Hedda Gabler is a play about a woman from a wealthy family in Scandinavia who suffers a dramatic life. Throughout the play, the audience sees events unfold through the eyes of Hedda, who feels suffocated and trapped by her life and the people around her. The set is a gray concrete half-circle, alluding to the feeling of being in the bottom of a well. The furnishings are in keeping with the Victorian era of the play, disregarding the abstract natue of the surrounding set.


These process drawings and model show preliminary ideas that led to the final design. The half-circle shape was an early development, and was refined thought the semester. The images on the opposite page are emotional research, investigating how Hedda feels throughout the play. The monotone images influenced the monotonality of the final product.



These photos were taken on a study abroad trip to Rome, with trips to Florence, Venice, and Herculaneum. The trip focused on sketching, photography, and history. Led by histroy and sketching professors, we began the day with a tour of a historic location, guided by the history professor. After he had finished speaking, the sketching professor would give us an assignment and we would sketch until lunch. After lunch we might repeat the routine or have time to ourselves to do more of the same. Dinners were usually in large groups, with ritual gelato to follow.


ROMA [re]VISITED These photos were taken on an iphone 6 during a study abroad trip to Italy. The trip included Rome, Venice, and Florence. The trip was focused on quick photography and sketching, using a shared Instragram as a way to share in each other’s personal experience of the day.


ROMA [re]VISITED The final presentation for this trip was in Instagram format, 5 drawings and 5 photos, along with a third person biography and a photo of the ticket stubs and receipts kept from the trip. I stayed after the porgram ended and went to Paris, where some of these photos were taken.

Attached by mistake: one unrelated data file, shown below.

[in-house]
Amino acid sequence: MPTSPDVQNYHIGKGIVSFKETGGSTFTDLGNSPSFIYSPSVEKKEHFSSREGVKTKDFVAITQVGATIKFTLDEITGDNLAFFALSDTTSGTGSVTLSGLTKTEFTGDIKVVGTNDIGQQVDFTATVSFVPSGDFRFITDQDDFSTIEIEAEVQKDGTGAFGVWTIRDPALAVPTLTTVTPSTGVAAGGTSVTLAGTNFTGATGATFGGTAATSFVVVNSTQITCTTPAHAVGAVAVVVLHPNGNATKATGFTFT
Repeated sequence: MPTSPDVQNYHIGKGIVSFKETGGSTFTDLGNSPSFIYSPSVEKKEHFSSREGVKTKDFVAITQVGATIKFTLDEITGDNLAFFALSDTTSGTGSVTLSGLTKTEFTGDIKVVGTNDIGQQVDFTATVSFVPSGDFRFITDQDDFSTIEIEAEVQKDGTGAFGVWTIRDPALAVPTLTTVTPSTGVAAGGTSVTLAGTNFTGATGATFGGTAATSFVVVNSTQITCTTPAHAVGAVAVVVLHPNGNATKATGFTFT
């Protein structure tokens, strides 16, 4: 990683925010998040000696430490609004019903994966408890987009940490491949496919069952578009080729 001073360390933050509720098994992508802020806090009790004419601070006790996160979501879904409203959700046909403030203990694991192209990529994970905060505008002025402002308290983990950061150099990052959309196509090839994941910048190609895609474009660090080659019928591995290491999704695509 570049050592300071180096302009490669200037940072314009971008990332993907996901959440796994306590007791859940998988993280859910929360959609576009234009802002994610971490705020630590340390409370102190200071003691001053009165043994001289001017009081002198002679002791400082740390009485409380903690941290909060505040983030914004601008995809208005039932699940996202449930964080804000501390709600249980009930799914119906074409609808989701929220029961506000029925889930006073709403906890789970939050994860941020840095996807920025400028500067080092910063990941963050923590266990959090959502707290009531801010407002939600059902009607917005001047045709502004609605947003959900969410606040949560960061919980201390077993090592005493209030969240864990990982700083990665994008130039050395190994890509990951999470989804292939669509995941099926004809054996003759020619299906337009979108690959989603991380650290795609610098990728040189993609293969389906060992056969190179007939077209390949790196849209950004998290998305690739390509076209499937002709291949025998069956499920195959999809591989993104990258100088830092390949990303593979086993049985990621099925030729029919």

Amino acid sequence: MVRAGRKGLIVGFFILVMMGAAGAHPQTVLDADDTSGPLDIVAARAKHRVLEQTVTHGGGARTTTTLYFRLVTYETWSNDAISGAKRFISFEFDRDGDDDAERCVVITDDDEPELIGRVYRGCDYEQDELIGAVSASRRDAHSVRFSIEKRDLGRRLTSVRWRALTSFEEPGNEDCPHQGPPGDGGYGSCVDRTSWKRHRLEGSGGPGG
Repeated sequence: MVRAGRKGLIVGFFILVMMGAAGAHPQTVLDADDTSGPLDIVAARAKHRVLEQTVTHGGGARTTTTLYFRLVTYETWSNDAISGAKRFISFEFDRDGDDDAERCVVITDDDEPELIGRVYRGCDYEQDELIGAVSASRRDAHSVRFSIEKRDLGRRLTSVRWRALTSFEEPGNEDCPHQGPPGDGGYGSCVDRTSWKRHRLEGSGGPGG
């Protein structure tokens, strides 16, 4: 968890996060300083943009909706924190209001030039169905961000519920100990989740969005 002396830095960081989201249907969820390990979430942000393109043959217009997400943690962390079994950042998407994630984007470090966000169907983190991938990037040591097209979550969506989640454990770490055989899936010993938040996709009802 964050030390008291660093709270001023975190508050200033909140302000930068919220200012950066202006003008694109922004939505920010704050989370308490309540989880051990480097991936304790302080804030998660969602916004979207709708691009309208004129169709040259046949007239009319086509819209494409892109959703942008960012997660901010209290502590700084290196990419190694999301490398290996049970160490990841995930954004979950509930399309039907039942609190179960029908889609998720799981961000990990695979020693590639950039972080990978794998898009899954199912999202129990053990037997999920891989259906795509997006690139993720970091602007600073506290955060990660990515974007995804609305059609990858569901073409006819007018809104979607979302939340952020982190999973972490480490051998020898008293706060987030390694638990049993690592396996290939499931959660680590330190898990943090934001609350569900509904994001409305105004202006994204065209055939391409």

These llamas are hand embroidered onto a backing and then glued to shoes. I picked up embroidery when I was very young and came back to it as a stress relief in college. I found a reference image online, and traced a pattern onto the shoes to create the outline. Once completed, I cut them out and glued them to the shoes.



TEN[tacles] was executed in

teams of two. The assignment was to create a piece of furniture using no more than four 3D printed parts, that would be assembeled by a consumer at home. The additional parts must be found at Home Depot or it’s equivalent, and be able to be cut down in the store. We began by studying the forms of different animals, and landed on the many tentacles and flowing shape of an octopus. The piece serves as a table with a container on top. The tabletop is made of plexiglass to allow viewing of the bottom pieces









m. 615.618.1535


Brueck Brakefield, interior architecture portfolio Spring 2018.


Brueck Brakefield, interior architecture portfolio Spring 2018.